Thomas Friedman really is a gift to the world. As a long-established New York Times columnist and author of many widely touted books, he is a great source of insight into establishment thinking. He comes through brilliantly in his column today.
Friedman’s basic story is that the two parties need to work out compromises, like the “Grand Bargain” on the budget that President Obama tried to negotiate in 2011 with then-Speaker John Boehner. Friedman blames the intransigence of the Republicans for failing to come to an agreement on this and other important issues. He argues that Trump is where this extremism gets them. His hope is that now the Republicans will move to the center and work out the deals that Friedman would like to see.
It’s good to see that Friedman is looking forward to working with Republican centrists again, but let’s look at the nature of his argument. Basically, his story is that the truth lies in the center and these know-nothing types need to be chased out of the political debate:
In this vortex [the 2008 economic collapse and the political polarization that followed] a lot of the public got unmoored and disoriented, opening the way for populists with simple answers. Get rid of immigrants, end trade with China or eliminate big banks and all will be fine. It’s nonsense.
Friedman is right that it is nonsense, but it is also not what anyone is saying. Even Donald Trump doesn’t propose getting rid of all immigrants, which is not to say that his plan for departing 11 million unauthorized immigrants is not absurd and inhumane. Neither Trump nor Sanders propose ending trade with China. And while Sanders agrees with many leading economists that breaking up the big banks is important, he has certainly never implied that this would somehow make everything fine.
In short, Friedman is making up absurd positions, attributing them to the people he doesn’t like, and using this as an excuse to throw them out of the discussion. He wants to leave it to the real experts.
Okay, let’s see how the experts have done, starting with some of the details of the “Grand Bargain.” As Friedman reminds us, a big part of the Grand Bargain was cutting Social Security and Medicare. Is it really true that in a world where few workers now have traditional pensions, and most are not able to accumulate substantial sums in 401(k)s or other savings, Social Security is too generous? The vast majority of the public does not hold this view. On what basis has Thomas Friedman decided it is true?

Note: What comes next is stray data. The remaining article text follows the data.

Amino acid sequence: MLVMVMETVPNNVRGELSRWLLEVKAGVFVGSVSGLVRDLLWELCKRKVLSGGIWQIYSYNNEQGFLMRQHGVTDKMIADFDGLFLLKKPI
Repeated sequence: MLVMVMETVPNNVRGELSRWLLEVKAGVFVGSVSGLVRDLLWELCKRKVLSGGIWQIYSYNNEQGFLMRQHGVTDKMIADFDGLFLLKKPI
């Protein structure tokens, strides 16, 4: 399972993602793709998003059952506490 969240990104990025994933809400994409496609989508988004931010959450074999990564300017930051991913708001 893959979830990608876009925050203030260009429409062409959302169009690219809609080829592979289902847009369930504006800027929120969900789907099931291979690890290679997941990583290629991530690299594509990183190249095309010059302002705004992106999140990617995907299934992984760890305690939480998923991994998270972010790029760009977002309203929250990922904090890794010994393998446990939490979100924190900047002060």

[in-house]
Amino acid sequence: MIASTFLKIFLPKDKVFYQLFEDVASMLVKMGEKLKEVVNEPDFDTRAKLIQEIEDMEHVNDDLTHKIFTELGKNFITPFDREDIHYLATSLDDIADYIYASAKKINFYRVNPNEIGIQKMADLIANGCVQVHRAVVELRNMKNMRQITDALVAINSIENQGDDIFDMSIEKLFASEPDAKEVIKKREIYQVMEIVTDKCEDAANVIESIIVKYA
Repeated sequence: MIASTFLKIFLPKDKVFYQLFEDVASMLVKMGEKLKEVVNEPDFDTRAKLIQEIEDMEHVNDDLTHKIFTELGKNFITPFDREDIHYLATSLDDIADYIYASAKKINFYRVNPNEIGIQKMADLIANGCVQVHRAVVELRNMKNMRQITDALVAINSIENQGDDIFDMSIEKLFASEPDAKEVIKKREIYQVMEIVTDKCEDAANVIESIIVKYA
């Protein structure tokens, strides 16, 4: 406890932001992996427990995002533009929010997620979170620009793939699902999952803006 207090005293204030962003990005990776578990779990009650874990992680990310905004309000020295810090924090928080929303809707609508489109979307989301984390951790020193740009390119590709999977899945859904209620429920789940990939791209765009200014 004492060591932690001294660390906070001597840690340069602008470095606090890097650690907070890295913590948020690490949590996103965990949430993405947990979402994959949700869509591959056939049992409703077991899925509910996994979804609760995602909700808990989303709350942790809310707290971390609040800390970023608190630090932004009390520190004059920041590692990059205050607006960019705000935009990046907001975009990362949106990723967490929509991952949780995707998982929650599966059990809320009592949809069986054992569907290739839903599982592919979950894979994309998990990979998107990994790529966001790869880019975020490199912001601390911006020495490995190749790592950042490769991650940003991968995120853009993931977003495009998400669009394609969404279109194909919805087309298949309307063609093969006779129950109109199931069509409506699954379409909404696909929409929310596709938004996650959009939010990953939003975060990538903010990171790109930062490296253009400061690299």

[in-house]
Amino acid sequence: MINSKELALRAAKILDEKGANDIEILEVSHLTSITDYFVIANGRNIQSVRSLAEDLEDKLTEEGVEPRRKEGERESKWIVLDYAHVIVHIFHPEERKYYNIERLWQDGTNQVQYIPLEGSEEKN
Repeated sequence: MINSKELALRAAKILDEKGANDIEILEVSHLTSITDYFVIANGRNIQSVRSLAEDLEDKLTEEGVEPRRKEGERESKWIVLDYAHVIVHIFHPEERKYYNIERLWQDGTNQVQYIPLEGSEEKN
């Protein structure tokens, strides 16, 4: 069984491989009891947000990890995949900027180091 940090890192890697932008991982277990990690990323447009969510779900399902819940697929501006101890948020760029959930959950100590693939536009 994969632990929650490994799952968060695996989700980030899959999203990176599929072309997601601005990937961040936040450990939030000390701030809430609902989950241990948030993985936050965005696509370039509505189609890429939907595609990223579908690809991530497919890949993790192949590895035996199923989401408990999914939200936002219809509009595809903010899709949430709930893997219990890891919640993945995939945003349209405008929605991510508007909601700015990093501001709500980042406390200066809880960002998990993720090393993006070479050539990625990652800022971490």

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With Medicare, the problem is a wasteful healthcare system, not the coddling of the over-65 population. One of the ironies that has apparently escaped Friedman’s attention is that the slowdown in healthcare cost growth over the last six years has actually led to more savings in Medicare than had been sought by Erskine Bowles and Alan Simpson in their deficit-cutting plan that was the basis for the Grand Bargain.
Of course, the whole idea that we needed to reduce the deficit in an economy that was and is still well below its full employment level of output is wrong. Had the Grand Bargainers gotten their way in 2011, the recovery would have been even slower and weaker.
But this is the real story of the establishment. After all, the 2008 crash was not a rare weather event that struck the country and the world unexpectedly. It was the result of the incompetence of our country’s leading economists in both parties. They could not see the dangers in an $8 trillion housing bubble.
A similar story applies in foreign policy circles, where many foreign policy experts were prepared to believe the Bush administration’s transparent lies about Saddam Hussein’s weapons of mass destruction. And they actually thought that the United States could go into Iraq and put in place a stable government that enjoyed popular support.
The amazing part of the story is that the establishment types pay no price for being wrong in really big ways in their areas of expertise. This is best exemplified by Friedman himself. He can be wrong on every single thing he writes, every day of his life, and it will not in any way jeopardize his standing as one of the country’s most respected commentators on policy and politics.
And he wonders why the public is angry.